Archives for category: Travel

Checkpoint JoeyToday was not quite a setup day and it was not quite an full operations day. The convention officially begins on Monday, but the setup part is mostly over. Yesterday was shortened due to the impending security sweep so we hurried to get everything done before 5:00 PM that we possibly could. We’d been told that the site would be open again at noon today. So I relaxed and took a lazy approach to the morning. We headed over to the site a little after noon to see how things stood after the sweep. Things stood in line. A long line. Everyone– DNC personnel, media personnel, vendors, contractors– was funneled through a single checkpoint, and security was unprepared for the volume of people and equipment that needed to move through. So we encountered delays. It took a little longer than an hour for me to get through the security checkpoint. Once inside, the activity level continued to rise.

I spent most of the afternoon working with the photographers that arrived on site. Our one outstanding issue from yesterday was power on the central camera platform, so that was a concern to not just our photographers but all the photographers who had positions there. The rest was primarily familiarizing them with what we had set up and how they could expect it to work: in our workspace, in the digital darkroom, on the photo platform. I took Tom Ferrara of Newsday on a tour of the photography facilities in the bowl. Talked at some length with Milbert Brown of the Chicago Tribune about possible ways to mount cameras on the central photo platform.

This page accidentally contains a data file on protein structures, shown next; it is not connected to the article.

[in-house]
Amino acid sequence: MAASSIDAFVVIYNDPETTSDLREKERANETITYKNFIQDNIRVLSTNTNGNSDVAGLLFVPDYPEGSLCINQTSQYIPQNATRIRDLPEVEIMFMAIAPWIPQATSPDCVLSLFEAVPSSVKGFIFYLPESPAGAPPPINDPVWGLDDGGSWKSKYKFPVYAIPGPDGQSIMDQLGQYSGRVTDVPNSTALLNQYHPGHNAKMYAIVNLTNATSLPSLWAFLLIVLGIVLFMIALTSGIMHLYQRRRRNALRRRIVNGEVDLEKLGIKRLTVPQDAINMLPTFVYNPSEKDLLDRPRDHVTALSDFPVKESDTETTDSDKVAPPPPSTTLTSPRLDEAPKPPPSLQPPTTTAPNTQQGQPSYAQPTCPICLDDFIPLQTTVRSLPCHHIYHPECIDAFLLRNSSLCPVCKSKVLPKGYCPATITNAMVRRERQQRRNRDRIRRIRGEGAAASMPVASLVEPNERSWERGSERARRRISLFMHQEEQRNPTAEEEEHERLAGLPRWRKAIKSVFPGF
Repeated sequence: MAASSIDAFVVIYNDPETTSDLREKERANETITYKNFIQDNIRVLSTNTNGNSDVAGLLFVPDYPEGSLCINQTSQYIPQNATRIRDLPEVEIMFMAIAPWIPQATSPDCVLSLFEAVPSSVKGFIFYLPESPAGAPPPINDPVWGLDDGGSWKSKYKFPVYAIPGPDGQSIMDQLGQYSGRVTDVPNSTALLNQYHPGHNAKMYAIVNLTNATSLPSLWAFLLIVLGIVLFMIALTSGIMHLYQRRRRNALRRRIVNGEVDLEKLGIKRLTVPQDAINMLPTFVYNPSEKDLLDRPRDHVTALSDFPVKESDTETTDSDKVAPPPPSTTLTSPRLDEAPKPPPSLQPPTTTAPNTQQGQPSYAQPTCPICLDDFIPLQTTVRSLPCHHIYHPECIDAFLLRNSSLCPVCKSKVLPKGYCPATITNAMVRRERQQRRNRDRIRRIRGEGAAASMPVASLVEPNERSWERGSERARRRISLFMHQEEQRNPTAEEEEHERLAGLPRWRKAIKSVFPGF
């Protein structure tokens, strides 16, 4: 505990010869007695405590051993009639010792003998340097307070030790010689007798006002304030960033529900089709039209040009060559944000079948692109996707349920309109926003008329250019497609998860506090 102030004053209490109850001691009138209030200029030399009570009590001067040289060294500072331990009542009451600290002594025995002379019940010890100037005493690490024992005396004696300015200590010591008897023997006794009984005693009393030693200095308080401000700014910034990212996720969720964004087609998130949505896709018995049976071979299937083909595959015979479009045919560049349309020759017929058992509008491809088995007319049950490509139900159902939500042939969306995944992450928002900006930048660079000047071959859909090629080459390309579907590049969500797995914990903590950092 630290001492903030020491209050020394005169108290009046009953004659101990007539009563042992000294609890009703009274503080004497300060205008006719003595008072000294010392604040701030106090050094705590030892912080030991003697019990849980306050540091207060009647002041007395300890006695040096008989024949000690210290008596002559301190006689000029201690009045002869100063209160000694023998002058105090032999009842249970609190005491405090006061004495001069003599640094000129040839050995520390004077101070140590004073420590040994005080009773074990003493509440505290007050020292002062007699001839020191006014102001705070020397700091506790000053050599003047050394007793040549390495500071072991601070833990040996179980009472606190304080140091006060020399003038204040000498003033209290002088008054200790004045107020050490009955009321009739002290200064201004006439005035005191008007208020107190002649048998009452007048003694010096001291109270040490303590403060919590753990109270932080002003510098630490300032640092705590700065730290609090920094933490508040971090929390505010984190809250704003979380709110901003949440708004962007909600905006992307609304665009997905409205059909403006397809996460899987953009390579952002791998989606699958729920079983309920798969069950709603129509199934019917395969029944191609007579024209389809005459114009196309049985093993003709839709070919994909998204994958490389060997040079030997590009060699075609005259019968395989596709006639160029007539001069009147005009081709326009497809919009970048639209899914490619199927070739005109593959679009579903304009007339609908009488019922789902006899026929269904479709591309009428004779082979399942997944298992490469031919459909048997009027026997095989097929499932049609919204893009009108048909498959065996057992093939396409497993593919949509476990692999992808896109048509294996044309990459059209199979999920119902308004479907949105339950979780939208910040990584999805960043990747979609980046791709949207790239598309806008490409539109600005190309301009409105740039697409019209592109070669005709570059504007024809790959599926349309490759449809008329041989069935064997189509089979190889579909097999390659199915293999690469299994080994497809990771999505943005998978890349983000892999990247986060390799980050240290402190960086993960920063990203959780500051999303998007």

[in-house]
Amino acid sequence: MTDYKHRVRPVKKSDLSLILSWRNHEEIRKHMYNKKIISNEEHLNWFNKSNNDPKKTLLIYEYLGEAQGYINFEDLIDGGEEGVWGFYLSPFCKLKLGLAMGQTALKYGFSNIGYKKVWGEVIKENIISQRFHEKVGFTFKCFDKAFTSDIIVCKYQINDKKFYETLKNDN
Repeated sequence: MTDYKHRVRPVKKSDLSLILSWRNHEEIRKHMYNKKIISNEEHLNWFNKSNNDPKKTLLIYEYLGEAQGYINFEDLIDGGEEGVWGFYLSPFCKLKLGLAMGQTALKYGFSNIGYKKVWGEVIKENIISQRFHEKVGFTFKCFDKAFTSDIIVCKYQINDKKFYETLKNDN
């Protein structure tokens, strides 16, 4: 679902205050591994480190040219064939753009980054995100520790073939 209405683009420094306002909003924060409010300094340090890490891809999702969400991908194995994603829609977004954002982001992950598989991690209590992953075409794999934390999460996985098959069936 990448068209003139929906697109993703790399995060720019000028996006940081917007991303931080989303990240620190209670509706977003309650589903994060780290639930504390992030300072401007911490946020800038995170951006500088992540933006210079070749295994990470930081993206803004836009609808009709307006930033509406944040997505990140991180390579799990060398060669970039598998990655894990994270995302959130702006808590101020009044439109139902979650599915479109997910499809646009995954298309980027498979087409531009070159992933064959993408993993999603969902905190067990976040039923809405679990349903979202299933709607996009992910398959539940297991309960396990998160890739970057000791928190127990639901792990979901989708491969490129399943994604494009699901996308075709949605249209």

Don't Look So Surprised, Your HighnessAnd after all of that I turned into a paparazzi, myself, as CNN started doing live shots from the convention floor. I got a couple photographs of Gloria Borger, Wolf Blitzer, and Anderson Cooper setting up for their evening show. The extent of CNN’s presence at this convention is impressive. I’ve already talked about their takeover of Brooklyn’s and conversion to the CNN Grill. Yesterday they were doing shots from the roof, patio and interior of that building, from their two suites in the bowl, and from the convention floor. While the breadth of their coverage is impressive, I wonder about the depth of the coverage. This may be my prejudice toward print journalism and the written word. I do wonder if universal access– meaning cameras everywhere– adds significantly to the quality of the news being reported.

Ferris WheelThe night ended with a party for the media at Elitch Gardens. The Democratic National Party has bought out Elitch’s for two weeks: the week preceding and the week of the convention. We got a chance to go inside. Most of the rides were running. They had food and drink catered. One of the treats my parents gave me growing up was to take us to Elitch Gardens at the end of the summer. It has been a long time since I have been back. A lot has changed, including the location, but much of it remains the same. I wandered around the grounds thinking I was twelve-years old again.